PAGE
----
1. Wow…such anger towards a woman who has lost her stepson! Even if he has a young offender record (which the article doesn’t specify, maybe it was his friends who had the records), it doesn’t mean he wasn’t a loving boy who helped others in his community. You have no idea what his story was, or what the record was for. The article wasn’t posted to ‘highlight Trisha Samuels’ lies’, it was to help raise awareness about what happened in case someone recognizes the suspects and can help bring justice for Jarryl Hagley. Stop victim blaming. Everyone who loses someone focuses on the good, especially those who feel the impact of a society that is so quick to judge young black men. If you want to have a real conversation about helping the youth in Weston, stop judging them and those around them and start learning about the root causes of violence and the issues affecting our youth.

  3. We have another problem here: (Oct 16)


    “Worden said although Jarryl came into contact with police over the past couple of years for “various things,” he wasn’t charged with any offences and Jarryl didn’t have a criminal record.”

    So we now have a problem with facts. We have Det. Paul Worden quoted as saying the kid was KNOWN to police,”and Jarryl didn’t have a criminal record.”
    Yet Mr. Norman, you have clearly shown here above that Det. Worden was saying that Jarryl DID have a police record under the young offenders act?

    “Worden said that Hagley and two of his friends were “known to police” and had young-offender criminal records.”

    So which is it? Please verify your info before you post it in public?

    1. I would like to point out that WestonWeb is run by volunteers for the benefit of the community. Our student writers are paid an honorarium thanks to generous donors. We are not professional journalists; we do this as a service to the community.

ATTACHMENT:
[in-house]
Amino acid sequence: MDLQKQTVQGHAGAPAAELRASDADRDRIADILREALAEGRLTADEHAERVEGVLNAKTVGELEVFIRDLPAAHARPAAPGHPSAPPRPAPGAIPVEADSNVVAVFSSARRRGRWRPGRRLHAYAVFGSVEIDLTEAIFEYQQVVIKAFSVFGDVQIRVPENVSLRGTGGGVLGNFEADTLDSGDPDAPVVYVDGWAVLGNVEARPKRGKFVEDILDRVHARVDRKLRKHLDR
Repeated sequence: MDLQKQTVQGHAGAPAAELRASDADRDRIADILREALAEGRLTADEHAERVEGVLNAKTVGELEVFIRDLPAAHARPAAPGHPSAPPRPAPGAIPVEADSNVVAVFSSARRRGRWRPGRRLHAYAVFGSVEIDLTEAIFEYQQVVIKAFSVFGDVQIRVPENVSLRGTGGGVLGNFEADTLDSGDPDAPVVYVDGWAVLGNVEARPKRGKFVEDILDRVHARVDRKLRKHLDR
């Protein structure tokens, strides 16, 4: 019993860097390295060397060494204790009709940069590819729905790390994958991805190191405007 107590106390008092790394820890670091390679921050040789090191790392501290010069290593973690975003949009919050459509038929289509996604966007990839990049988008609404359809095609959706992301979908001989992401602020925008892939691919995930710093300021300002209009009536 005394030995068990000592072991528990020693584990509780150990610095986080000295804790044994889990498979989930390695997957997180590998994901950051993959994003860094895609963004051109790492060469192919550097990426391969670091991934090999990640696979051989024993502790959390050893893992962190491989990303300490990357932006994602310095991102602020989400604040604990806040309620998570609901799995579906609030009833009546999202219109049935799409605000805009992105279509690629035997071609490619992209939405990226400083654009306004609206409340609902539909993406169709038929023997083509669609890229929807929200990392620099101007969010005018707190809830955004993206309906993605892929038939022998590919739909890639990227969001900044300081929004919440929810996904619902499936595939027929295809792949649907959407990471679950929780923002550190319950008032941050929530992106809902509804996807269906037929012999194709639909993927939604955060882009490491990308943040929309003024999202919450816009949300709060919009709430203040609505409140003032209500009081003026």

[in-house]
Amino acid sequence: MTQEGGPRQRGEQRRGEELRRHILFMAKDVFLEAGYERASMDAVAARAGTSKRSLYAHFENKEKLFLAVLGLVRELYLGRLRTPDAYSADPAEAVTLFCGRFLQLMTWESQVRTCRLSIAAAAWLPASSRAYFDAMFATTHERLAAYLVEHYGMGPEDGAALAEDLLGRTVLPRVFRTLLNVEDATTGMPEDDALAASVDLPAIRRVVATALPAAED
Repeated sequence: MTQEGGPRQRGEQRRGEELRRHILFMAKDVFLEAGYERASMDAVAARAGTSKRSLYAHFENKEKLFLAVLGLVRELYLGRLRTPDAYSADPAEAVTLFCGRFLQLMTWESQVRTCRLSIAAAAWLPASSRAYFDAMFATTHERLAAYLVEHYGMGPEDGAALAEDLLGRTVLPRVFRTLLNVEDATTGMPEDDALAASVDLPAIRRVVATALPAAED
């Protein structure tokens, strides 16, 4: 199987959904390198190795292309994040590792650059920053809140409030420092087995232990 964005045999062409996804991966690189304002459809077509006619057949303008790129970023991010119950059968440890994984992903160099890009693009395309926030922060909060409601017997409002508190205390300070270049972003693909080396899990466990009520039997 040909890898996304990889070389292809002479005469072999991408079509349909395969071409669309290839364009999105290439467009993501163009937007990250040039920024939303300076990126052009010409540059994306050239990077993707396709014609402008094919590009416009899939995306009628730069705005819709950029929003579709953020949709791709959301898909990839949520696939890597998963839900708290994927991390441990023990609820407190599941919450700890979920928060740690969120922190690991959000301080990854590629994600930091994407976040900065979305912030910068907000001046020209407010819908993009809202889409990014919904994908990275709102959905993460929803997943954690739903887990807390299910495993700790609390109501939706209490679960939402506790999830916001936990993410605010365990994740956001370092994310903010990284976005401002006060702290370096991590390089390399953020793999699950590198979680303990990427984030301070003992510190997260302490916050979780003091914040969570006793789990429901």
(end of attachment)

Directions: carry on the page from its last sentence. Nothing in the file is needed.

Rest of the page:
Also, unlike you, we attach our own names to articles and comments.

      If our journalistic standards don’t meet with your approval you are invited to apply for a complete refund along with the suggestion that you find local publications more in keeping with your expectations. Failing that, you may wish to don your own sleuthing hat, dig out the pertinent details and share them in this forum.

    2. I encourage you to watch the second video. The detective said, “I’m limited in what I can say. Jarryl and his friends; they would be considered young offenders, and legally, I can’t go into too much detail.” It’s at 10:45.

      Regardless, let’s be clear: almost every young man is a young offender of some kind or another. I certainly was. I did all kinds of reckless things. That I was never arrested for some of them is a miracle—and, doubtless, due in part to the fact that I was white and lived in a upper-middle class town. I also encourage you to have a look at police “carding”. Young black men were disproportionately targeted for police stops and investigation. It was systemic racism of the highest order.

      Whether Jarryl Hagley had a criminal record ultimately matters very little if you ask me. He was a boy. Hence, the title. A boy was murdered. Regardless, I have replaced my interpretation of the detective with a quote from him.